There was a skunk at the garden party known as the Morningstar Investment Conference here last week. In the packed exhibit hall, filled mostly with firms crowing over superior long-term performance, there was a booth for the Van Wagoner funds, widely recognized as one of the worst fund families in history.

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Financial advisers and individual investors would see the sign, stick their hands in their pockets to be sure they wouldn't pick up data sheets on Van Wagoner's losers, bow their heads slightly to avoid eye contact and rush a few steps to get to the neighboring exhibits for Hotchkiss & Wiley or Westwood.

Visitors at those booths who spilled in front of Van Wagoner's were quick to distance themselves from the troubled firm, as if they wanted to make sure that you knew the odd smell in the room was not coming from their funds. Mostly, the Van Wagoner official working the booth stayed away from her own table, lessening everyone's embarrassment.

But at a conference dedicated to celebrating the fund world's best and brightest, the very presence of Van Wagoner begged the question "What the heck are they doing here?"

The answer is an interesting tale.

The Van Wagoner funds weren't always such pariahs. In the early 1990s, manager Garrett Van Wagoner made his mark running the Govett Smaller Companies fund and broke off to hang out his own shingle. He was an investment star, with his funds attracting billions of dollars seemingly overnight; there were huge triple-digit gains in 1998 and '99. A $10,000 investment made into either Van Wagoner Emerging Growth (VWEGX) or Van Wagoner Small-Cap Growth (VWMCX) at the start of 1998 was worth well over $40,000 by the end of 1999.

And then the bottom dropped out. To Van Wagoner's credit, the guy who had been the toast of the Morningstar event during the bull market came back to speak when his fund was in the tank. Today, however, he's not invited, so he had to buy a spot in the hall to tell his story. A last-minute family situation kept Van Wagoner from showing up. He would have had a lot of explaining to do.

Three Van Wagoner funds were merged into the Growth Opportunities (VWGOX) fund in 2003; over the last three years, the combination has averaged a loss of nearly 2.5% each year to rank in the bottom 1% of its Morningstar peer group. That's a time when small-cap stocks — Van Wagoner's specialty — have been hot.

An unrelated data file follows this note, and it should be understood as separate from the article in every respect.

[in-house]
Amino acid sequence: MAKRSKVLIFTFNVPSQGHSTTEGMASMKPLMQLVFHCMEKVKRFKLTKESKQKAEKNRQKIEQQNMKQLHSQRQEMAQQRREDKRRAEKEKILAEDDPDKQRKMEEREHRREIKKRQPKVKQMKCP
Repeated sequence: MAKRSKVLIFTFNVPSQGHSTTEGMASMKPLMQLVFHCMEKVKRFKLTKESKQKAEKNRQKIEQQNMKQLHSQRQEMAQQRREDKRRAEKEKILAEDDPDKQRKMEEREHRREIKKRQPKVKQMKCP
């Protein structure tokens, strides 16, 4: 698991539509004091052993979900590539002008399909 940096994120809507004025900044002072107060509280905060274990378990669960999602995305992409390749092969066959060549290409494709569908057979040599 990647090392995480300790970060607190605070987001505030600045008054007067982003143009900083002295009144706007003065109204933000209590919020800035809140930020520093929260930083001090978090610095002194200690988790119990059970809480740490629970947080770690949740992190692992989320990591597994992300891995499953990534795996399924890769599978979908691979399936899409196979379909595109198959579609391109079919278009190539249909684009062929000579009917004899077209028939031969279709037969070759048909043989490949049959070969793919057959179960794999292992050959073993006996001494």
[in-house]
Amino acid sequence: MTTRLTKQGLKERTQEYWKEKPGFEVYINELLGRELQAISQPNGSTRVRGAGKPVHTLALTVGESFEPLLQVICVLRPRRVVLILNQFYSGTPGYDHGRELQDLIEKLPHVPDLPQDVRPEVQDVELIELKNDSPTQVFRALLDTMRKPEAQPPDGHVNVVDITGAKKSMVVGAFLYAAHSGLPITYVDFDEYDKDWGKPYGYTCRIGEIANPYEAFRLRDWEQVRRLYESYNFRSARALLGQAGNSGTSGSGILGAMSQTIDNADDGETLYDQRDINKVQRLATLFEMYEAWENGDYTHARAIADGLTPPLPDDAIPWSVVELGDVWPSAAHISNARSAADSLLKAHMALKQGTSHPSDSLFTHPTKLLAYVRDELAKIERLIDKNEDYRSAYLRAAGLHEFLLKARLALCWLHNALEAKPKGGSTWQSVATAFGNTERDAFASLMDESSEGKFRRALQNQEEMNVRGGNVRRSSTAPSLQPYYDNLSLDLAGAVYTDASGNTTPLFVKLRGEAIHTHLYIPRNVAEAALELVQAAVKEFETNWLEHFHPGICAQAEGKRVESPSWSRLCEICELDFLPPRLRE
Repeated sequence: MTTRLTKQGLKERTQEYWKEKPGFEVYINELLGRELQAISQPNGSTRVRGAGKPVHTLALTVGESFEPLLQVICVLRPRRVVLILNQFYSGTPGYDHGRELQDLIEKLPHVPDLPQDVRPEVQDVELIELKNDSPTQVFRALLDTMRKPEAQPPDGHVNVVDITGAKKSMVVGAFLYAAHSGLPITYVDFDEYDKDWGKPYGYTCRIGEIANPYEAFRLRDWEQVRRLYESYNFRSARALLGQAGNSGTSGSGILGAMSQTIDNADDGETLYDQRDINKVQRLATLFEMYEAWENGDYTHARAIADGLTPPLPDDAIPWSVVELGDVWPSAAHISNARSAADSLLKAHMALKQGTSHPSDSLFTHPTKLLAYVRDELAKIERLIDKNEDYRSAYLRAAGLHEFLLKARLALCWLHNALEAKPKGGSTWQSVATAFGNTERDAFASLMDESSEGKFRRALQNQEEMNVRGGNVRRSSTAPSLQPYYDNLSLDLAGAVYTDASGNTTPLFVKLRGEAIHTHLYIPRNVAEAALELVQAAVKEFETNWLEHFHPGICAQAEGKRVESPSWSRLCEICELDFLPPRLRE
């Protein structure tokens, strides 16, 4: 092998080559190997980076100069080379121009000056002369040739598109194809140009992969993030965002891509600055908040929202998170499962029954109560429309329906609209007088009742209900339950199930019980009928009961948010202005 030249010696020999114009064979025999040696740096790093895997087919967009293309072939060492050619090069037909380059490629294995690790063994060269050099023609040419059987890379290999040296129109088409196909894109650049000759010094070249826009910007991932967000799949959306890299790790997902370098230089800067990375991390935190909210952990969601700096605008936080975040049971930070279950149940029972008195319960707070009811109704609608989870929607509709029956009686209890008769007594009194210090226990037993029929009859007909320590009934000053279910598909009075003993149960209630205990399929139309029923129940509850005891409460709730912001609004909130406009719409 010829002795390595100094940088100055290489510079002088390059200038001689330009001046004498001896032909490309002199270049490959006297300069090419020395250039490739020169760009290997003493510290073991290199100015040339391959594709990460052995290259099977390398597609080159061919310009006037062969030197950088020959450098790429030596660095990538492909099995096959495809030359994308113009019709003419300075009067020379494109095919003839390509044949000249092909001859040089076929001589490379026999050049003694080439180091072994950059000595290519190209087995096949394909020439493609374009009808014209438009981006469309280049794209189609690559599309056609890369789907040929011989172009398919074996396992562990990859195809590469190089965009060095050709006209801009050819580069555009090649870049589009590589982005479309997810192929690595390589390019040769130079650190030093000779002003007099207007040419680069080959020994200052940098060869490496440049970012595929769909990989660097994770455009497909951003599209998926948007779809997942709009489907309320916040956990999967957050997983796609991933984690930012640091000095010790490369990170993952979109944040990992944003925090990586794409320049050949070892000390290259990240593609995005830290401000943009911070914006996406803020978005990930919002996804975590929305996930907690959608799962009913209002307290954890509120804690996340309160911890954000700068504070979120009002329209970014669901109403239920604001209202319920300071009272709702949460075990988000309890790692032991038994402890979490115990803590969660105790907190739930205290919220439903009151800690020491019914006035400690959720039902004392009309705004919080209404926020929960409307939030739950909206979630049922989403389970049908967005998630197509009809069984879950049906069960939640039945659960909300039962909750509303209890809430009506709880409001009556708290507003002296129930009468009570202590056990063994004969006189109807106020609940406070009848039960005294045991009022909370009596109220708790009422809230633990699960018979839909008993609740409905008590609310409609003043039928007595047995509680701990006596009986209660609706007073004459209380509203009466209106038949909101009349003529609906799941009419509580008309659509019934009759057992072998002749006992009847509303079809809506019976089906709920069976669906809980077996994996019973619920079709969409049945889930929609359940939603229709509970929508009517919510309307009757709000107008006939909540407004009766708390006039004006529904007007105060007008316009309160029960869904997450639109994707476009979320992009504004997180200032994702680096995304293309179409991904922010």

The other two funds have been significantly worse. Emerging Growth turned a $10,000 investment made at the end of 1995 into a $6,000 pile of mud today. It has lost an annualized 6.6% per year over the last three years. Small-Cap growth has lost 4% per year in that time.

Investors who stuck with the firm through that — presumably hoping they might someday get back to break-even — are living proof that sometimes it is better to just walk away from mistakes than to cling blindly to hope.

But the story at Van Wagoner was positive at the start of this year. All three funds were up from 17% to 22% during the first quarter.

"The funds had a really good first quarter, and then the market rolled over in the second and took us with it," says Julie Asti, a managing director for Van Wagoner's fund firm. "But Garrett has been making a lot of changes; he has really gone back to what worked in the Govett days and the early days of Van Wagoner. ... He feels like he has made a fundamental change in the way he manages the portfolios, and I think he was hoping to tell people — even the ones who had a bad experience with us — not to write us off completely, because there could be a story to tell here in the future."

The story is not likely to be the 290-plus percent gains of 1999 again any time soon. While the strategy change sounds promising — harkening back to when Van Wagoner was a star — it looks more like a drowning man flailing to stay afloat than like a confident swimmer changing from freestyle to backstroke.

And while Van Wagoner deserves some credit for the noble effort to keep going — most managers would have given up by now, and might have resurfaced with new funds and a clean slate — he probably doesn't deserve investing cash.

One constant from speakers at the Morningstar conference was the need to look long-term, to buy securities where an investor can think three or five years ahead and feel confident they will finish that time period with gains; Van Wagoner's track record, despite the occasional quarterly blip, isn't worth a flyer yet and probably never will be.

"You can understand a manager — and to some extent an investor — hoping that their glory days might return," said Morningstar's Russel Kinnel, "but that's not really much reason to buy a fund. Once you've been burned by a fund, it should take more than a good quarter or a change in strategy to get you to go back."

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